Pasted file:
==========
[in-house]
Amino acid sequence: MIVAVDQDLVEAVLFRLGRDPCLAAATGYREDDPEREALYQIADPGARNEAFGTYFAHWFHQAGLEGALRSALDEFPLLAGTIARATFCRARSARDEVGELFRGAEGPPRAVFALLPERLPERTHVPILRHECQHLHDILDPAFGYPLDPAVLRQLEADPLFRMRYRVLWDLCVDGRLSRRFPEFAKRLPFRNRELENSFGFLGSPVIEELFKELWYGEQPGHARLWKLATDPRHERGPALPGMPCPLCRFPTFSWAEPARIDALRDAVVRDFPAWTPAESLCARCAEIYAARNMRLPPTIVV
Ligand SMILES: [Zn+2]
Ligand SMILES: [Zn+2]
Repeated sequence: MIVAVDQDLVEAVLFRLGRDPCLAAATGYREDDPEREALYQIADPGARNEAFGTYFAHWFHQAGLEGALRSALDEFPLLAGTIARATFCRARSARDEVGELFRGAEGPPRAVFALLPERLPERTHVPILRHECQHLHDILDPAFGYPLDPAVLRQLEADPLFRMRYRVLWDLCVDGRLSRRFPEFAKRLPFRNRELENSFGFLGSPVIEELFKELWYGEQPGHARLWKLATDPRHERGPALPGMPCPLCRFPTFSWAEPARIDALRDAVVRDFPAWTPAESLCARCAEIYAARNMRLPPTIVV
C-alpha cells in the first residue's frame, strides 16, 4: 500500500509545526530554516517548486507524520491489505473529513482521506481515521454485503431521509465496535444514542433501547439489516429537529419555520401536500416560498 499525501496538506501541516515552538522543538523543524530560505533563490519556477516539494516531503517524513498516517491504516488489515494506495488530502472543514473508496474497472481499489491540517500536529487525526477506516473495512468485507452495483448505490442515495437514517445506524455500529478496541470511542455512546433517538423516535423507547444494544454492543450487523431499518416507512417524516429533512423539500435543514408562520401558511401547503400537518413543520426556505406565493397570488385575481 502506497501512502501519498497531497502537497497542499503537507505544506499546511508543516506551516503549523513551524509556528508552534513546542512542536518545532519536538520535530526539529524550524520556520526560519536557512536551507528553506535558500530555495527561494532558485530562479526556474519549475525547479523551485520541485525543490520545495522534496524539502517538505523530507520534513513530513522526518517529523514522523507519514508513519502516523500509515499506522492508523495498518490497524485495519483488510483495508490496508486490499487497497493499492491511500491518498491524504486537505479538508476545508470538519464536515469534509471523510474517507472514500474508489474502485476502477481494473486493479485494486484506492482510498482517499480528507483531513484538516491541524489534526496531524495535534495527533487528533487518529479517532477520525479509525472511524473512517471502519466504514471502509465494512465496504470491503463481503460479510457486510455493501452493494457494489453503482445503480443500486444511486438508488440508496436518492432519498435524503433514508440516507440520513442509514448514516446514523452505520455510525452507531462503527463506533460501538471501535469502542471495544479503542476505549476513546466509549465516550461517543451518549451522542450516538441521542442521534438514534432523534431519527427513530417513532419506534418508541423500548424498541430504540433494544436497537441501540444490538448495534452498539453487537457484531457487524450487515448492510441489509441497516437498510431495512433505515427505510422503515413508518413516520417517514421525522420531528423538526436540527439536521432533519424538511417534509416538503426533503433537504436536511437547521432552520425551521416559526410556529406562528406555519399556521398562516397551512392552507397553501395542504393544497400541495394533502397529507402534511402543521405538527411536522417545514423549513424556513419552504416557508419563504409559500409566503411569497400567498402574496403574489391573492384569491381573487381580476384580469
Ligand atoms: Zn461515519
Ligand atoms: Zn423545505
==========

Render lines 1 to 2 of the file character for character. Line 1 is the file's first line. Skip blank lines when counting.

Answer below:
[in-house]
Amino acid sequence: MIVAVDQDLVEAVLFRLGRDPCLAAATGYREDDPEREALYQIADPGARNEAFGTYFAHWFHQAGLEGALRSALDEFPLLAGTIARATFCRARSARDEVGELFRGAEGPPRAVFALLPERLPERTHVPILRHECQHLHDILDPAFGYPLDPAVLRQLEADPLFRMRYRVLWDLCVDGRLSRRFPEFAKRLPFRNRELENSFGFLGSPVIEELFKELWYGEQPGHARLWKLATDPRHERGPALPGMPCPLCRFPTFSWAEPARIDALRDAVVRDFPAWTPAESLCARCAEIYAARNMRLPPTIVV